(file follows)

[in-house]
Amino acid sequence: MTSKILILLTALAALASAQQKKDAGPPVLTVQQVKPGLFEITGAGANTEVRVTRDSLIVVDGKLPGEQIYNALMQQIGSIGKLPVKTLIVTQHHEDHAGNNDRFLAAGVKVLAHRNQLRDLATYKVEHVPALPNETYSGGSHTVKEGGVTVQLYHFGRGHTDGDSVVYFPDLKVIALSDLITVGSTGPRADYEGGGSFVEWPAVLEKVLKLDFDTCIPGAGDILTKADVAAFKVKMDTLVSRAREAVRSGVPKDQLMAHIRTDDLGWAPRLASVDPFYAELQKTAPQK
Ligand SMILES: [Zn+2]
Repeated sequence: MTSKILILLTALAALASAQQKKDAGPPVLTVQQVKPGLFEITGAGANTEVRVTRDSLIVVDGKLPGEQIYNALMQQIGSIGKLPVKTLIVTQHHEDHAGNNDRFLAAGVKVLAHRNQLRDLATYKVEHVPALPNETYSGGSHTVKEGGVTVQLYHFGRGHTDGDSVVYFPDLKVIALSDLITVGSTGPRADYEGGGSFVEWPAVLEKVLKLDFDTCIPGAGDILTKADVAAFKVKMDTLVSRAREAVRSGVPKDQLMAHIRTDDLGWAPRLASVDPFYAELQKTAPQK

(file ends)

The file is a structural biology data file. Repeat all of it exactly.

[in-house]
Amino acid sequence: MTSKILILLTALAALASAQQKKDAGPPVLTVQQVKPGLFEITGAGANTEVRVTRDSLIVVDGKLPGEQIYNALMQQIGSIGKLPVKTLIVTQHHEDHAGNNDRFLAAGVKVLAHRNQLRDLATYKVEHVPALPNETYSGGSHTVKEGGVTVQLYHFGRGHTDGDSVVYFPDLKVIALSDLITVGSTGPRADYEGGGSFVEWPAVLEKVLKLDFDTCIPGAGDILTKADVAAFKVKMDTLVSRAREAVRSGVPKDQLMAHIRTDDLGWAPRLASVDPFYAELQKTAPQK
Ligand SMILES: [Zn+2]
Repeated sequence: MTSKILILLTALAALASAQQKKDAGPPVLTVQQVKPGLFEITGAGANTEVRVTRDSLIVVDGKLPGEQIYNALMQQIGSIGKLPVKTLIVTQHHEDHAGNNDRFLAAGVKVLAHRNQLRDLATYKVEHVPALPNETYSGGSHTVKEGGVTVQLYHFGRGHTDGDSVVYFPDLKVIALSDLITVGSTGPRADYEGGGSFVEWPAVLEKVLKLDFDTCIPGAGDILTKADVAAFKVKMDTLVSRAREAVRSGVPKDQLMAHIRTDDLGWAPRLASVDPFYAELQKTAPQK